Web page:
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Allen School’s Team Combo fights hard for each other in the first-ever ICPC North American Championship

Team Combo (left to right): Milin Kodnongbua, Nonthakit Chaiwong, Phawin Prongpaophan, Sorawee Porncharoenwase

Back in February — before the days of widespread flight cancelations, stay-at-home orders and mass Zoom meetings — a group of Allen School students who have a penchant for programming headed to Georgia Tech in Atlanta to do battle in the 2020 North American Championship of the International Collegiate Programming Contest (ICPC). The group, known as Team Combo, had cinched their spot by capturing fourth place in the Pacific Northwest Division 1 regionals the previous November.

It was the first year that ICPC held a North American competition in between regionals and the international competition — and the first time a UW team has faced off against student programmers from outside of their own region.

“The competition in Atlanta was intense, just as we expected,” said team member Phawin Prongpaophan, a junior majoring in computer science. “Despite the fact that the rules were the same — that is, we still had five hours to solve problems — it felt a lot different from the regional competition. The problems were significantly harder and every minute really counts toward the ranking in the nationals.”

The national contest brought together a total of 60 qualifying teams from 11 regional contests. Up for grabs were 18 spots in the world finals in Moscow, Russia. Prongpaophan was joined in Atlanta by sophomore Milin Kodnongbua and junior Nonthakit Chaiwong. The team was coached in both the regional and national competitions by second-year Ph.D. student Sorawee Porncharoenwase, who works with professor Emina Torlak in the Programming Languages & Software Engineering group (PLSE).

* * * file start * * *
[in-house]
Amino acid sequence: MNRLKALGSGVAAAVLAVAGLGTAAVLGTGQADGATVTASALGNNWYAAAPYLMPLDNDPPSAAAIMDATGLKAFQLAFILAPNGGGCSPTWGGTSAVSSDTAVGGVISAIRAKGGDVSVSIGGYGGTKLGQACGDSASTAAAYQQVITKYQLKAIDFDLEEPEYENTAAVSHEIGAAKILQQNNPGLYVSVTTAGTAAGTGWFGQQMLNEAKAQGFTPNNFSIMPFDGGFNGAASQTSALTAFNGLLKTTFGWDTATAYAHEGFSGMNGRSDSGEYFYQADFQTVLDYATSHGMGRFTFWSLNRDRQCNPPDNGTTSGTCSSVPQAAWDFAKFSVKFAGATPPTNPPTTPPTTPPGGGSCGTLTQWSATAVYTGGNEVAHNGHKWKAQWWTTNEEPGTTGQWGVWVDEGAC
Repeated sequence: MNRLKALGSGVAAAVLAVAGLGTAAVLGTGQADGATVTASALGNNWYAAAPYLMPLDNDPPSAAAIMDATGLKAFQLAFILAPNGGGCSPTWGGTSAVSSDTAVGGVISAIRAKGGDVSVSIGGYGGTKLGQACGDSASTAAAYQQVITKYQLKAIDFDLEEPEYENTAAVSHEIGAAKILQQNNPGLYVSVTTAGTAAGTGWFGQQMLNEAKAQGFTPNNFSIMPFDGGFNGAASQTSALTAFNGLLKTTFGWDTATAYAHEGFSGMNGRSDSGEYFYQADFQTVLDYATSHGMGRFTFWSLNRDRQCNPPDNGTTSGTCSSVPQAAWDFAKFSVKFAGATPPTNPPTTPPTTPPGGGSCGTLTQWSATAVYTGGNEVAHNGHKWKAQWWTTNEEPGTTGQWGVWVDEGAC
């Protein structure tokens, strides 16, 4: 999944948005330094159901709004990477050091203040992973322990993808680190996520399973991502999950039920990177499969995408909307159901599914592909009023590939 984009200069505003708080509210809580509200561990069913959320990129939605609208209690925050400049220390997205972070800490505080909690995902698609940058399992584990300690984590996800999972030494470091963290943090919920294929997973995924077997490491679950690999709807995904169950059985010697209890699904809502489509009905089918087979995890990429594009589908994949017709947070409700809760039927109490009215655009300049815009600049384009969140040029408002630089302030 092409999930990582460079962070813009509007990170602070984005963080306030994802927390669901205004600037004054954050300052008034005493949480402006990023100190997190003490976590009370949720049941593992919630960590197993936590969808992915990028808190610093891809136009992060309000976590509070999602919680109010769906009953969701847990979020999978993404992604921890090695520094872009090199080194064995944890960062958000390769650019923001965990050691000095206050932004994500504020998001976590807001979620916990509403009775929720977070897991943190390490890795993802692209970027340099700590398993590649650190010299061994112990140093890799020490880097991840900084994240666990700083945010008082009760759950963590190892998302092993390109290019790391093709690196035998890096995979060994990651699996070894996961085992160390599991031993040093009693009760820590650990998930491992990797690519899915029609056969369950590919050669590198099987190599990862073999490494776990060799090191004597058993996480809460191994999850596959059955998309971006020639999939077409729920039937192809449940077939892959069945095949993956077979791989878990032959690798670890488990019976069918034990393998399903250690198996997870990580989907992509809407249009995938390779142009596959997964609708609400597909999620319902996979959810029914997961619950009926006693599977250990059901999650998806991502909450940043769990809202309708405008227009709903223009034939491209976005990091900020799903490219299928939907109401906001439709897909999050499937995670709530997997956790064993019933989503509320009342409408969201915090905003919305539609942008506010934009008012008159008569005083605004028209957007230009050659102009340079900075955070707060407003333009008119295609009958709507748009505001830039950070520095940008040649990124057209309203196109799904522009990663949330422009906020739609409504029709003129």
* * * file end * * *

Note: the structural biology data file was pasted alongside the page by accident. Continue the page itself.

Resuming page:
According to Porncharoenwase, the chance to participate in an event beyond the regional contest offered a lot of valuable lessons for future competitions, like how to improve the team’s time management. 

At the competition in Atlanta

“We solved five problems out of 12, which is one too few from getting qualified for the world finals,” he said of his team, who finished in the middle of the pack, in 26th place. “They had an incorrect solution for the seventh problem, which, with a small tweak, would be correct. I think our team has a really high potential for next year.”

“One thing I learned from this journey is that teamwork is key to success,” said Prongpaophan. “The competition isn’t about anyone’s strength, but it is about how we deal with it together as a team. I believe we wouldn’t have made it this far without each other.”

Principal Lecturer Stuart Reges, the team’s faculty sponsor who teaches introductory programming courses in the Allen School, was thrilled by the team’s hard work and dedication. He said this year was especially exciting for both the students and coaches since ICPC added the North American component.

“This year marks the first time we have sent a team beyond our regional contest. Our region includes fierce competitors like Stanford, Berkeley, and UBC, which has kept us from qualifying for the international contest. With the addition of the new North American Championship we were finally able to break through,” said Reges. “We are grateful to Google for providing a tour of their campus to the teams that competed in the regional contest and I am personally grateful to our graduate students Sorawee Porncharoenwase and Victor Reis who did all of the work of hosting a local contest, taking teams to the regional, and helping this team attend the North American Championship.”

Another Allen School team, King Gesar, also placed in the top 10 at the Pacific Northwest regionals. Of the teams representing western Washington, UW teams occupied the top 5 spots in the regional competition. 

Way to go Team Combo, Team Gesar and all of the other hardworking UW teams!